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Field of study choice by community college students in Canada

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  • Boudarbat, Brahim

Abstract

Community college education is a key component of Canadian postsecondary education, with 21% of the population aged 25-64 having college credentials. In order to understand educational decisions at this level, we estimate a model of choice of field of study and analyze, among other things, the effect of earnings on this choice. In this way, we exploit two cross-sections (and cohorts) of young workers who completed community college (Cegeps in Quebec) in 1990 and 1995 from the Canadian National Graduate Survey. Structural estimates indicate that the probability of selecting a specific community college field of study depends significantly upon anticipated earnings in this field relative to other fields. Our results also show that women put less weight on earnings compared to men when choosing a field of study, and that students who were employed prior to starting community college are more sensitive to earnings variations across fields of study than students with no prior work experience.

Suggested Citation

  • Boudarbat, Brahim, 2008. "Field of study choice by community college students in Canada," Economics of Education Review, Elsevier, vol. 27(1), pages 79-93, February.
  • Handle: RePEc:eee:ecoedu:v:27:y:2008:i:1:p:79-93
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    Cited by:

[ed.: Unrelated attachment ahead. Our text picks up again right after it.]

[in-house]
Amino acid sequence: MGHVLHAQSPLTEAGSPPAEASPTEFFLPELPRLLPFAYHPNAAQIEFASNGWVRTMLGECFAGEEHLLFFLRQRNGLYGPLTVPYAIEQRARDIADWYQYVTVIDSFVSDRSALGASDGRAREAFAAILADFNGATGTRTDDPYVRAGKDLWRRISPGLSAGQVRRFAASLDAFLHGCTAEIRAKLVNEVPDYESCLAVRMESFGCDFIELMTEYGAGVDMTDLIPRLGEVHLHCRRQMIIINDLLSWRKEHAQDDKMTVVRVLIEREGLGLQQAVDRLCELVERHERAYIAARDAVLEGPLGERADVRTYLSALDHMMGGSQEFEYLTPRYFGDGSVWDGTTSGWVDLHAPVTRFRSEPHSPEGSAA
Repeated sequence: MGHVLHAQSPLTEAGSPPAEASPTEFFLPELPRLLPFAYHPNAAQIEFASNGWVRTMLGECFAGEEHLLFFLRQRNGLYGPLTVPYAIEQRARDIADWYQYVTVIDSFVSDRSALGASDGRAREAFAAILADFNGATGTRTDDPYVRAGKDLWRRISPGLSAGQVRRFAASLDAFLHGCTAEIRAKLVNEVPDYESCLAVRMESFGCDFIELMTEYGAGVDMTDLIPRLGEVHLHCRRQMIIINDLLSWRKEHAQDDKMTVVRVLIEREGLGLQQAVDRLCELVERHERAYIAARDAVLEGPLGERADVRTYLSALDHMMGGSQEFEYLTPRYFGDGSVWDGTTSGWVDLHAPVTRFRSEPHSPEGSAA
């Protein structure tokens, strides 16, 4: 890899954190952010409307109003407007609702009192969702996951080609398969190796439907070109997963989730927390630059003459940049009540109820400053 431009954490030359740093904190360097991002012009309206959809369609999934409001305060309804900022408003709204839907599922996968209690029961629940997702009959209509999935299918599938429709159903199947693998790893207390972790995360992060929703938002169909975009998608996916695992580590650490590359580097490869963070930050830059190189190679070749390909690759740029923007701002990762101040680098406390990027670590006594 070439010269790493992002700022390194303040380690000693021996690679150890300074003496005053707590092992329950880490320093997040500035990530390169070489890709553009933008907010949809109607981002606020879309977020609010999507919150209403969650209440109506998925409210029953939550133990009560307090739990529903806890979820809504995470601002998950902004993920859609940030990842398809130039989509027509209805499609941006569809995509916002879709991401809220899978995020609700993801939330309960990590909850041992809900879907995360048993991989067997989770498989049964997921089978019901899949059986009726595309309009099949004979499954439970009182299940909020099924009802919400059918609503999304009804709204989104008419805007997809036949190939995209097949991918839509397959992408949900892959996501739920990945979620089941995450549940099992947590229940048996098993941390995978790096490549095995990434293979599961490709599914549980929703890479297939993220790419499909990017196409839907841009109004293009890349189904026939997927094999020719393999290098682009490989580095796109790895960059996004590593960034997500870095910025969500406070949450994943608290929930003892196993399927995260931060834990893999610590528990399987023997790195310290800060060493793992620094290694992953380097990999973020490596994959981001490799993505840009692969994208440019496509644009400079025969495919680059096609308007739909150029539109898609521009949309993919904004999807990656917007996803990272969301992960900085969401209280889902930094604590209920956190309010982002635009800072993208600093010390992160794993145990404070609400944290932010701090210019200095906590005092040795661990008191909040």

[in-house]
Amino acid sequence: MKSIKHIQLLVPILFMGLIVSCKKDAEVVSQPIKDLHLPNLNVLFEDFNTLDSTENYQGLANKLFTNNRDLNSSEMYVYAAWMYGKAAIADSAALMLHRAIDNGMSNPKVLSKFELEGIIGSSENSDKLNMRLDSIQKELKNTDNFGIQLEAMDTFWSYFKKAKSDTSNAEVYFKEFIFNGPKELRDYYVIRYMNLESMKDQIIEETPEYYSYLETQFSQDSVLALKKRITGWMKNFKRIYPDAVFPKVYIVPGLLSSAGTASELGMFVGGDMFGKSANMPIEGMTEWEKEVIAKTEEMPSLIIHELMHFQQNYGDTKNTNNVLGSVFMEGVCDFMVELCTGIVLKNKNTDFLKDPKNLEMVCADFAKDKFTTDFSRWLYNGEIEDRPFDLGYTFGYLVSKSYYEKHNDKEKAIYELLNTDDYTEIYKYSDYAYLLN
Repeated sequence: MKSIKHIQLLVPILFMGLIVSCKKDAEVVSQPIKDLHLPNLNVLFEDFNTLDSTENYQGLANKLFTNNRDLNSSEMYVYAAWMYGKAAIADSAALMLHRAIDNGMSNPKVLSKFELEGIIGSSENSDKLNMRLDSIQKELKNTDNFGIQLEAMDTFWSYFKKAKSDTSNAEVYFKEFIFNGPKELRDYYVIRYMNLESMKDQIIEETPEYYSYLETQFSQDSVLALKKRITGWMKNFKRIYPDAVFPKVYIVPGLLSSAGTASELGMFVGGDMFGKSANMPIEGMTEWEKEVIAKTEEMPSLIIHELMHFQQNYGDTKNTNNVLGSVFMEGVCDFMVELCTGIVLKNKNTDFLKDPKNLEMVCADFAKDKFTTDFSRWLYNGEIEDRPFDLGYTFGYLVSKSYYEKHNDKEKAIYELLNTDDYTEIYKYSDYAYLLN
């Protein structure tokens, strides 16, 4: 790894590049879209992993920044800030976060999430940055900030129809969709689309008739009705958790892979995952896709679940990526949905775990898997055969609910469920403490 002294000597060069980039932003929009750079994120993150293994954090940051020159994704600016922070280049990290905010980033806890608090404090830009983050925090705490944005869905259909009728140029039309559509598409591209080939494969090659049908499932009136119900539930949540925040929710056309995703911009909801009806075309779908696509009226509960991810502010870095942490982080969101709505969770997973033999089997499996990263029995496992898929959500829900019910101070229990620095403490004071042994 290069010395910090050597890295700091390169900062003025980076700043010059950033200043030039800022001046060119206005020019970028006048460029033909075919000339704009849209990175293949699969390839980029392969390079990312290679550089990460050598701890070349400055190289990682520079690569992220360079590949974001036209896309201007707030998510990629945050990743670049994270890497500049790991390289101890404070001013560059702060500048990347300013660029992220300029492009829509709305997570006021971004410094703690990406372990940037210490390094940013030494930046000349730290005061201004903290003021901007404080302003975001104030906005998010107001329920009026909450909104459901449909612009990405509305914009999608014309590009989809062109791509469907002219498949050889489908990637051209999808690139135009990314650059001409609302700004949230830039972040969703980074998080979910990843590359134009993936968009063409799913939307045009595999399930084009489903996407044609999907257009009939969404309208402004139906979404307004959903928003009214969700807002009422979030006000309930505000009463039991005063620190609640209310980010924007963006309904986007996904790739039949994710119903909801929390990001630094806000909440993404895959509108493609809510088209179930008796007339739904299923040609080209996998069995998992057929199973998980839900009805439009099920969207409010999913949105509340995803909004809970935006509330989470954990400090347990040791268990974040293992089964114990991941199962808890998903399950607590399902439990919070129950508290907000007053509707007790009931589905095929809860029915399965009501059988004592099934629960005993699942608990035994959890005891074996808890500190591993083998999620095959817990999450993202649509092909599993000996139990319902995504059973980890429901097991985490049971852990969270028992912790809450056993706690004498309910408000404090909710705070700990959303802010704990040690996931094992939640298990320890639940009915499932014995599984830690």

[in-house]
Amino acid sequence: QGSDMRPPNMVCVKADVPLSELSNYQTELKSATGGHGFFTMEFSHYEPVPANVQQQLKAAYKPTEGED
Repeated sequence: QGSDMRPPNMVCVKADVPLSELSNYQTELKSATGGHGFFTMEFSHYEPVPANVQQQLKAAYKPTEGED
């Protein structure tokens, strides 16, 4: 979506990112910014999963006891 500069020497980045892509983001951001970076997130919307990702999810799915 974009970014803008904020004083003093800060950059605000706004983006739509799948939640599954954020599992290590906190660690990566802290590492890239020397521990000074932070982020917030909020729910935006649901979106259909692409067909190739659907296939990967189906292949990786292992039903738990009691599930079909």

1. Gunderson, Morley & Krashinsky, Harry, 2009. "Do Education Decisions Respond to Returns by Field of Study?," CLSSRN working papers clsrn_admin-2009-62, Vancouver School of Economics, revised 28 Nov 2009.
    2. Rita van Deuren & Sicco C. Santema, 2012. "How to choose your minor? Decision making variables used in the selection of a minor by undergraduate students from a Dutch university of applied sciences," Working Papers 2012/06, Maastricht School of Management.
    3. Osikominu, Aderonke & Grossmann, Volker & Osterfeld, Marius, 2014. "Are Sociocultural Factors Important for Studying a Science University Major?," Annual Conference 2014 (Hamburg): Evidence-based Economic Policy 100404, Verein für Socialpolitik / German Economic Association.
    4. Grove, Wayne A. & Hussey, Andrew, 2014. "Returns to MBA quality: Pecuniary and non-pecuniary returns to peers, faculty, and institution quality," Labour Economics, Elsevier, vol. 26(C), pages 43-54.
    5. Aleksander Kucel & Montserrat Vilalta-Bufi, 2012. "Why do university graduates regret their study program? A comparison between Spain and the Netherlands," Working Papers in Economics 279, Universitat de Barcelona. Espai de Recerca en Economia.
    6. Freeman, James A. & Hirsch, Barry T., 2008. "College majors and the knowledge content of jobs," Economics of Education Review, Elsevier, vol. 27(5), pages 517-535, October.
    7. Grossmann, Volker & Osikominu, Aderonke & Osterfeld, Marius, 2016. "Sociocultural Background and Choice of STEM Majors at University," CEPR Discussion Papers 11250, C.E.P.R. Discussion Papers.
    8. Bartolj, Tjaša & Polanec, Sašo, 2012. "College major choice and ability: Why is general ability not enough?," Economics of Education Review, Elsevier, vol. 31(6), pages 996-1016.
    9. Sahoo, Soham & Klasen, Stephan, 2018. "Gender Segregation in Education and Its Implications for Labour Market Outcomes: Evidence from India," IZA Discussion Papers 11660, Institute for the Study of Labor (IZA).
    10. Tuomo Suhonen, 2012. "The role of distances and parents’ educational background in university field of study choice," ERSA conference papers ersa12p751, European Regional Science Association.
    11. Nifo, Annamaria & Scalera, Domenico & Vecchione, Gaetano, 2016. "What do you want to be when you grow up? Local institutional quality and the choice of the fields of study in Italy (2004-2007)," MPRA Paper 69907, University Library of Munich, Germany.

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